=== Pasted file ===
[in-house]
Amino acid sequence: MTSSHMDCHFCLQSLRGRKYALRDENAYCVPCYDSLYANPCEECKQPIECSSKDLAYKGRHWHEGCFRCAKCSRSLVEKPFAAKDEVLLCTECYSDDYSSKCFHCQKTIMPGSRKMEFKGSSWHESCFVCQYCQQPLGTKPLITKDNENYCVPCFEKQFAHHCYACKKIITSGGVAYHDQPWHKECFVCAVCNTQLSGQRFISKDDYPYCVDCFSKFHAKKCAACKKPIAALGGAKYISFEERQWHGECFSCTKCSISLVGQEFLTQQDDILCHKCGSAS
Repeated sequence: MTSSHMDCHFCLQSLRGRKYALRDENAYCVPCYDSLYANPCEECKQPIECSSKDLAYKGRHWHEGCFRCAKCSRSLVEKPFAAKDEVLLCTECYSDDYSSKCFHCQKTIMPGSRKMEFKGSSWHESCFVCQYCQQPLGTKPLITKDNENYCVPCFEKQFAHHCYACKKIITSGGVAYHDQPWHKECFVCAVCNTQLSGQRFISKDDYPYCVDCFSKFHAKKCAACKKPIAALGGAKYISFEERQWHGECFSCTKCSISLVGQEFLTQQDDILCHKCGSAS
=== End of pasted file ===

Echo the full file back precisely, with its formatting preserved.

[in-house]
Amino acid sequence: MTSSHMDCHFCLQSLRGRKYALRDENAYCVPCYDSLYANPCEECKQPIECSSKDLAYKGRHWHEGCFRCAKCSRSLVEKPFAAKDEVLLCTECYSDDYSSKCFHCQKTIMPGSRKMEFKGSSWHESCFVCQYCQQPLGTKPLITKDNENYCVPCFEKQFAHHCYACKKIITSGGVAYHDQPWHKECFVCAVCNTQLSGQRFISKDDYPYCVDCFSKFHAKKCAACKKPIAALGGAKYISFEERQWHGECFSCTKCSISLVGQEFLTQQDDILCHKCGSAS
Repeated sequence: MTSSHMDCHFCLQSLRGRKYALRDENAYCVPCYDSLYANPCEECKQPIECSSKDLAYKGRHWHEGCFRCAKCSRSLVEKPFAAKDEVLLCTECYSDDYSSKCFHCQKTIMPGSRKMEFKGSSWHESCFVCQYCQQPLGTKPLITKDNENYCVPCFEKQFAHHCYACKKIITSGGVAYHDQPWHKECFVCAVCNTQLSGQRFISKDDYPYCVDCFSKFHAKKCAACKKPIAALGGAKYISFEERQWHGECFSCTKCSISLVGQEFLTQQDDILCHKCGSAS